Learning to Navigate the Elementary School Years


My daughter is in first grade this year. It has been quite a transition from kindergarten, but she and I are learning to navigate it one day at a time. She is a great kid at school, but she has been a bit behind her peers when it comes to reading and math.

We are just wrapping up her third semester ever in elementary school and I’ve come to learn a few things when it comes to being her advocate for school. I am by no means and expert yet, but I think I’ve narrowed down a few tips that may help you navigate those early elementary years as well. 

Communication is Key 

I’ve noticed that no news from school doesn’t necessarily mean everything is fine. That’s not to say it’s anyone’s fault, as teachers are very overwhelmed and underpaid, but sometimes you, as a parent, need to reach out for an update and not wait around for those quarterly report cards. If you suspect your child may be struggling, ask now, not later.

Every Child Learns Differently

It’s important to understand that all children learn differently. Fortunately, teachers are trained to differentiate their instruction in order to teach children who learn differently from each other. Because we all know that what works for one child may not work for another. If you feel like your child may be struggling with learning a certain way, don’t be afraid to ask the teacher for ideas on other ways to help your child grasp the concepts. There are plenty of ways you can help your child at home. Making things into games is always a winner for us. 

Your Child May Be Behind

If your child is a little behind the others in their class, that is OK. There is such a range at this age on what they are able to absorb and master. My daughter needed some help with reading to catch up to her peers abilities, so she has intervention at school as well as private tutoring. In order to help our daughter we are intentional about reading with her at home and making it an enjoyable experience.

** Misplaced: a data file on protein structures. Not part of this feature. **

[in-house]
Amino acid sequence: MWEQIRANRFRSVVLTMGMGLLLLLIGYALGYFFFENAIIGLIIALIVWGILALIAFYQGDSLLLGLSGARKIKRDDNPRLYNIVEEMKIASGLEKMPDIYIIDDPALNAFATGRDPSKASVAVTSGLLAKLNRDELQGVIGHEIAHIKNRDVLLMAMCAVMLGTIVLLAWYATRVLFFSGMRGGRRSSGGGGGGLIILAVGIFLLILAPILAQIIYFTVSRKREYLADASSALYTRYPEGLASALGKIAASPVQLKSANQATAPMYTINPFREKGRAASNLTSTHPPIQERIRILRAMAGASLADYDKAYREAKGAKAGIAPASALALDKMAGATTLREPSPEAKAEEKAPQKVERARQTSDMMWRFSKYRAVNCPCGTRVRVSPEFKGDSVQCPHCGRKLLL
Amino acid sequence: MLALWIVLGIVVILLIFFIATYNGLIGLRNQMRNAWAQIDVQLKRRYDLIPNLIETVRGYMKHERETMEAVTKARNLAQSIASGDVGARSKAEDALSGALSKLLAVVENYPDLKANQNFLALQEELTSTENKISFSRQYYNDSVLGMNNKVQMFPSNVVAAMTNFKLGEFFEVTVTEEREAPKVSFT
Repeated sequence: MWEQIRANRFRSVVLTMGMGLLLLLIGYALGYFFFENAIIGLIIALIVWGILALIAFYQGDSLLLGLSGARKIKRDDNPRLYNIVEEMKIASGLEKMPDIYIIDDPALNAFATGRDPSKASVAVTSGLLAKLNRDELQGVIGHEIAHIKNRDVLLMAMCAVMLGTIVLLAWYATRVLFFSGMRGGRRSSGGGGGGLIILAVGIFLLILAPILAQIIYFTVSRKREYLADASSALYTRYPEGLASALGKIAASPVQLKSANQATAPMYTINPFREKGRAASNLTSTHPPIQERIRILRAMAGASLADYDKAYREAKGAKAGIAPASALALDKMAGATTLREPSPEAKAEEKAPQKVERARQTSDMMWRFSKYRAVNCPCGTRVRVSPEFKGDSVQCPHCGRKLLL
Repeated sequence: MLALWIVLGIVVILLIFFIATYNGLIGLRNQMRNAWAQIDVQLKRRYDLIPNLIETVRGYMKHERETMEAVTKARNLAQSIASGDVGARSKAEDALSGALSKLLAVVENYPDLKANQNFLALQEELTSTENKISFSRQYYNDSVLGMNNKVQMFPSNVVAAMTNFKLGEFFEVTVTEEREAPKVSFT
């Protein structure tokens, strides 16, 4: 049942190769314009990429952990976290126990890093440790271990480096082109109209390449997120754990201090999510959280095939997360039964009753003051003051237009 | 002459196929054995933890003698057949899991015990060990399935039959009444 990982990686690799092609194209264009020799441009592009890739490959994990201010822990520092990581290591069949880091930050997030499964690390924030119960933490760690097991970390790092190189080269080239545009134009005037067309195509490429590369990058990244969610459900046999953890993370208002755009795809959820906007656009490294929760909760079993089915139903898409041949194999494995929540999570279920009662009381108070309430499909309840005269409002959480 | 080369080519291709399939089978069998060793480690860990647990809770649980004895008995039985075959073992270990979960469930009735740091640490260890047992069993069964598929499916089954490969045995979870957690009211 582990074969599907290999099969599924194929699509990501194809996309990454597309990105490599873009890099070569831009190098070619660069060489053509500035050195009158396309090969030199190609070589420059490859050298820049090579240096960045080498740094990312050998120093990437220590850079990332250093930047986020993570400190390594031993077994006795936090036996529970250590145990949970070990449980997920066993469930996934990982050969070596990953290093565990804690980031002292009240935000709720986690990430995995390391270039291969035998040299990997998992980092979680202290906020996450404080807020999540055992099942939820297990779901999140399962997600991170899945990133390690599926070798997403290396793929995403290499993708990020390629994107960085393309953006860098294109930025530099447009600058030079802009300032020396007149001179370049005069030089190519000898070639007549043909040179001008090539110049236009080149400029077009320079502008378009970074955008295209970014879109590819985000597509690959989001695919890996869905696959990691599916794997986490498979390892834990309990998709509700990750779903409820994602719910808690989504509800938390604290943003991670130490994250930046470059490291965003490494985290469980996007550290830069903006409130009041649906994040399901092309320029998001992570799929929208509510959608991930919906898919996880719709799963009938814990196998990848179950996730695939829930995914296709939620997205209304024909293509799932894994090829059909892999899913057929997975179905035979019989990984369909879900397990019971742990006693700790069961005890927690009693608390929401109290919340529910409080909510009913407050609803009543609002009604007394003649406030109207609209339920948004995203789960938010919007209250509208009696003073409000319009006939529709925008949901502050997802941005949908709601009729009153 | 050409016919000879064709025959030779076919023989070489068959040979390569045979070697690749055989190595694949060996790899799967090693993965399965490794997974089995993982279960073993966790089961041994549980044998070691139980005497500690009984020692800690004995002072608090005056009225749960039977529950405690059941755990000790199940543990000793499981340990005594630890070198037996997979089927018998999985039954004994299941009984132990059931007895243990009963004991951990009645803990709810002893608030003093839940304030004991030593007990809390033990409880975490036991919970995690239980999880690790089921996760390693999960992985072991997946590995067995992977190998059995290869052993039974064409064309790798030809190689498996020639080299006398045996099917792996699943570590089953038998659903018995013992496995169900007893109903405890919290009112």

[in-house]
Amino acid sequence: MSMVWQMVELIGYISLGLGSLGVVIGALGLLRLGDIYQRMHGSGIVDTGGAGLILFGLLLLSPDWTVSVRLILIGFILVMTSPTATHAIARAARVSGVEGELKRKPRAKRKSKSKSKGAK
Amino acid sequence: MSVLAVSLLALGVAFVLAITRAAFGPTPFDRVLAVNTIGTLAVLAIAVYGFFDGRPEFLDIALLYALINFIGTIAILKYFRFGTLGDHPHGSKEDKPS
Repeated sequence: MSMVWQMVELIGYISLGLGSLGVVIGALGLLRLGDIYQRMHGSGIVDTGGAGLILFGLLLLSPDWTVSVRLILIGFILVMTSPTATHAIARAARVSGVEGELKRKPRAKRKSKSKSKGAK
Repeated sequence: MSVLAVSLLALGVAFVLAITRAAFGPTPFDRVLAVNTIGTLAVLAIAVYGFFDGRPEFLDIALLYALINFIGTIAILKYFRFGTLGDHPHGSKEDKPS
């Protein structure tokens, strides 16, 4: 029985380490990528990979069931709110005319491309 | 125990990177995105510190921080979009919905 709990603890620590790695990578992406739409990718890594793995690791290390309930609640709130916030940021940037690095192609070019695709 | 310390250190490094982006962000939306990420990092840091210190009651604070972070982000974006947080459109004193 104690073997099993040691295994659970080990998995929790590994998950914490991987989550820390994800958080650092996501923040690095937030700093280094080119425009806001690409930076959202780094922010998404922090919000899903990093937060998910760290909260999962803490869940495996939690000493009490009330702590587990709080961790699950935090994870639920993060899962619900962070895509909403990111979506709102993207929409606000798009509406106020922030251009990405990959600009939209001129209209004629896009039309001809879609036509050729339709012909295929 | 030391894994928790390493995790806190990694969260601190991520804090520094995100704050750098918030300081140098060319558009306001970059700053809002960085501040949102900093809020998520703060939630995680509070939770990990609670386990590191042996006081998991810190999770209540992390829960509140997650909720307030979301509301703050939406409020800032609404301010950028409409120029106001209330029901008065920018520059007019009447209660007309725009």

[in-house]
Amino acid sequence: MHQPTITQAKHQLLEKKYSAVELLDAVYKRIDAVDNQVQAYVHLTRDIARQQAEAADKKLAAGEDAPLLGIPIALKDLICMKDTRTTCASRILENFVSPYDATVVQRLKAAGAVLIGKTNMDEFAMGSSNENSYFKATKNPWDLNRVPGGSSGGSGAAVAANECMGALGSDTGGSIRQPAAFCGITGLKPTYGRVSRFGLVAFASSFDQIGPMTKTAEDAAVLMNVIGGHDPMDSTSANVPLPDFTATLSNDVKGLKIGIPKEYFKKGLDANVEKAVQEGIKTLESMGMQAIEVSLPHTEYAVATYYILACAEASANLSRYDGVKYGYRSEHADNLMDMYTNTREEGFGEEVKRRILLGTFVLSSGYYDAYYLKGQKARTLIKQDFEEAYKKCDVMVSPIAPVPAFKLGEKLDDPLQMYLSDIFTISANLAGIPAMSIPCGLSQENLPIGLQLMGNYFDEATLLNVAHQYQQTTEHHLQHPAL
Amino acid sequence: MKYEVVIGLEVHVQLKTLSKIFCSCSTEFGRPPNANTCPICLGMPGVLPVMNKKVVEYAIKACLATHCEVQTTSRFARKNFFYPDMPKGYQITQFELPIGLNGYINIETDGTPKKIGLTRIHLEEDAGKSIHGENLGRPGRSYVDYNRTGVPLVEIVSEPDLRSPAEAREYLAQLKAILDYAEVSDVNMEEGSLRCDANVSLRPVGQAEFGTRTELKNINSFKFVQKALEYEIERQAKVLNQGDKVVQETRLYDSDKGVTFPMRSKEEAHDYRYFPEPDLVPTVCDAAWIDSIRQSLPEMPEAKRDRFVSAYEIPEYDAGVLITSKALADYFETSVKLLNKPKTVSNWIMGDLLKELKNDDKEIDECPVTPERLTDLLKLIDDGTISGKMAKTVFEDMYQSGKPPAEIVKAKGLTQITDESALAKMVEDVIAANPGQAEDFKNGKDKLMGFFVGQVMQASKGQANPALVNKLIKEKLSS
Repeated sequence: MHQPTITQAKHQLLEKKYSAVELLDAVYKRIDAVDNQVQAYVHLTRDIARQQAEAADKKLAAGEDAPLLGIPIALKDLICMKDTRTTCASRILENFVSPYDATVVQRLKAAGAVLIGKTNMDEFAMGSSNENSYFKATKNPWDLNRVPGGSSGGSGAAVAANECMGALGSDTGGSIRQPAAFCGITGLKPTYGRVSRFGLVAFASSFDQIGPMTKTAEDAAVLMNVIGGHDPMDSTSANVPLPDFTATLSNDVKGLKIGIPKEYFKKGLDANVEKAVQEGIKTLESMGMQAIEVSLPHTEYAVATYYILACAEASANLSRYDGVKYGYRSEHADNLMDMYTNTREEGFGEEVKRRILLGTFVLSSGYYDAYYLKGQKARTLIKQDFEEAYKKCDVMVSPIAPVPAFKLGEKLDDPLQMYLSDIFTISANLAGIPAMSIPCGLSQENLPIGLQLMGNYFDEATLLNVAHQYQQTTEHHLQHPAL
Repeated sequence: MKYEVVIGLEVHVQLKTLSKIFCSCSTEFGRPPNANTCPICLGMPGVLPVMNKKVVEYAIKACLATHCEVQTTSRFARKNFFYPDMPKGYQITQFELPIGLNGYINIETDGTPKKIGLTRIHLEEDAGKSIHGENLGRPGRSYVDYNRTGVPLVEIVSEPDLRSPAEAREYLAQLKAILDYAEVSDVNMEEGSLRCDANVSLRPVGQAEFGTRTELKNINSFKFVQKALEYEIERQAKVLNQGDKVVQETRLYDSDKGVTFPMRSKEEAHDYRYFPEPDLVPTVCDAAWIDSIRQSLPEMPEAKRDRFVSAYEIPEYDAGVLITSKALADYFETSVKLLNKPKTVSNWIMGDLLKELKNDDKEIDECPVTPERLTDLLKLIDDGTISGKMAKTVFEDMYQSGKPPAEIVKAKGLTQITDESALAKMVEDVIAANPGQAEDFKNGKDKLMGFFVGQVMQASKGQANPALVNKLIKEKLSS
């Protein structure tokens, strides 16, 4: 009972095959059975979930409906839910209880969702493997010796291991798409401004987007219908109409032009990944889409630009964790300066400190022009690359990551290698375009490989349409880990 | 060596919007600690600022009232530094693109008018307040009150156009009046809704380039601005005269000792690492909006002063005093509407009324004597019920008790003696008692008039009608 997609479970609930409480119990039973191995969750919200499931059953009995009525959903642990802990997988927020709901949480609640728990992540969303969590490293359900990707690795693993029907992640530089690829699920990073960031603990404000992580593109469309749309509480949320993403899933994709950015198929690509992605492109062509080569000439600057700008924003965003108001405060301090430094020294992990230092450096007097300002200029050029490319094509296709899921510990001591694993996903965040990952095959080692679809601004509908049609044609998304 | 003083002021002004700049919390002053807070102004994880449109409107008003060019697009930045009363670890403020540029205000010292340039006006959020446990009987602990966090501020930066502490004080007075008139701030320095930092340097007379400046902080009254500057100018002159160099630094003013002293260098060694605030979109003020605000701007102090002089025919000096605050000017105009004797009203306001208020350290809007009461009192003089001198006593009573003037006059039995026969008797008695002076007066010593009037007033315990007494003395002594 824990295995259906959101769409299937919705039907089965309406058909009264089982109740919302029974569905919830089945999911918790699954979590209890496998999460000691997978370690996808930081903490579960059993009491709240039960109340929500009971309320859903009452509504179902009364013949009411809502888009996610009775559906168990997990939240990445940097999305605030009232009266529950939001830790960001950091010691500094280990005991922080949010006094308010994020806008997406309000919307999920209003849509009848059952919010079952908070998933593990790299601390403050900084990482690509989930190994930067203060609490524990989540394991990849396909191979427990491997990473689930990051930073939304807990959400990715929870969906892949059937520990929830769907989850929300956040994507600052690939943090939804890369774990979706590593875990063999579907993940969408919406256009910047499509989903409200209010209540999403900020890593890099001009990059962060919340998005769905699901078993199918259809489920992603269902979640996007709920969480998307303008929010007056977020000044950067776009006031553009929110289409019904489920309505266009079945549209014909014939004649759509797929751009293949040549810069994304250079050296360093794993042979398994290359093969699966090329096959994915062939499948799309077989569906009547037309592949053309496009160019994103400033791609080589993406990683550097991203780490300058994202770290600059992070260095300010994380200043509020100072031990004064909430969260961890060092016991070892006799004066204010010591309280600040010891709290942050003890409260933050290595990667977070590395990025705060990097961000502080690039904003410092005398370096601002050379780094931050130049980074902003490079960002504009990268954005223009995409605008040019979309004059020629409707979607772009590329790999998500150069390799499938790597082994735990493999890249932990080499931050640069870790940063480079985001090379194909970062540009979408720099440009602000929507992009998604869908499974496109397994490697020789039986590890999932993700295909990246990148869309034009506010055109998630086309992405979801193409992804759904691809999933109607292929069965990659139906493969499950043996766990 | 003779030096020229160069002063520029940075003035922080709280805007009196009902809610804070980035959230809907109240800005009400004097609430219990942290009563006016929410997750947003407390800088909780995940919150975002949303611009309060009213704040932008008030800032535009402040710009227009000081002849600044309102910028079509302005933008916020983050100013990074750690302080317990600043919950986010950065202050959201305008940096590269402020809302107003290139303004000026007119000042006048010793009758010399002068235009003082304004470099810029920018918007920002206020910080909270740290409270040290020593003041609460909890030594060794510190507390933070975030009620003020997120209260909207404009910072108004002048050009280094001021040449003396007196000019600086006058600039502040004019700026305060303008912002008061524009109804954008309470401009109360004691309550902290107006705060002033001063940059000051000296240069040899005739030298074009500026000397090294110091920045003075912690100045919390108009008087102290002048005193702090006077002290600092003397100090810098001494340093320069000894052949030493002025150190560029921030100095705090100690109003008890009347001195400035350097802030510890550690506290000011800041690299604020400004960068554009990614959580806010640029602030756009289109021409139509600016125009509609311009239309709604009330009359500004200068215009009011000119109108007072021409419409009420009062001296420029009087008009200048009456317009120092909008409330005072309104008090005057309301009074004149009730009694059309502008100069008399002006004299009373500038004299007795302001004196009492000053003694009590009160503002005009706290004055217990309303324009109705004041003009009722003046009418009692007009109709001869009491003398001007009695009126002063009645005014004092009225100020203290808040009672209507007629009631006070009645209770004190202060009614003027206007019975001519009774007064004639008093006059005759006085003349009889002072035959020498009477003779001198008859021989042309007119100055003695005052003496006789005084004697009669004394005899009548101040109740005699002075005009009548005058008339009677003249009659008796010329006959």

Comparison Will Be Your Downfall

Comparing your child’s abilities to other children will not get you anywhere. Meeting your child right where they are, and with who they are, will always be the golden ticket to success. 

Focus on Helping Them Just Be a Good Human

That’s really the end goal after all; to help our kids along in life so in the end they are just good humans. We want our children to be people who contribute to society with their strengths no matter what that is. People who include others and see the good in the world. People who help rather than hurt.

Elementary school is a learning experience for all, whether you’re the parent or the child. But it’s also a great time to watch how your child grows and blossoms each and every year. 

What did you learn about the elementary school years that you would add to the list?

Previous articleWinter Survival Tips :: Fun Indoor Activities for Kids
Next articleOur Journey With Dyscalculia
Lisa Freeburg
Lisa is a transplant from the Midwest. She was born and raised in Kansas (yes, she has seen a tornado) and spent a few years in Ohio before moving to South Carolina in 2014. She holds a degree in Biology and works as a research assistant at the USC School of Medicine. Her career in science spans 11 years and she can't imagine a job anywhere else. She has also been married to her college sweetheart for 11 years. He is a professor at USC, so they are Gamecock fans by default. They are proud parents to a spunky 2.5 year old girl who keeps them on their toes. As a family, they enjoy being outside in the wonderful southern sun, gardening, playing tennis, and going to the beach. They also are parents to 2 fur babies who still aren't sure about their little sister.


Please enter your comment!
Please enter your name here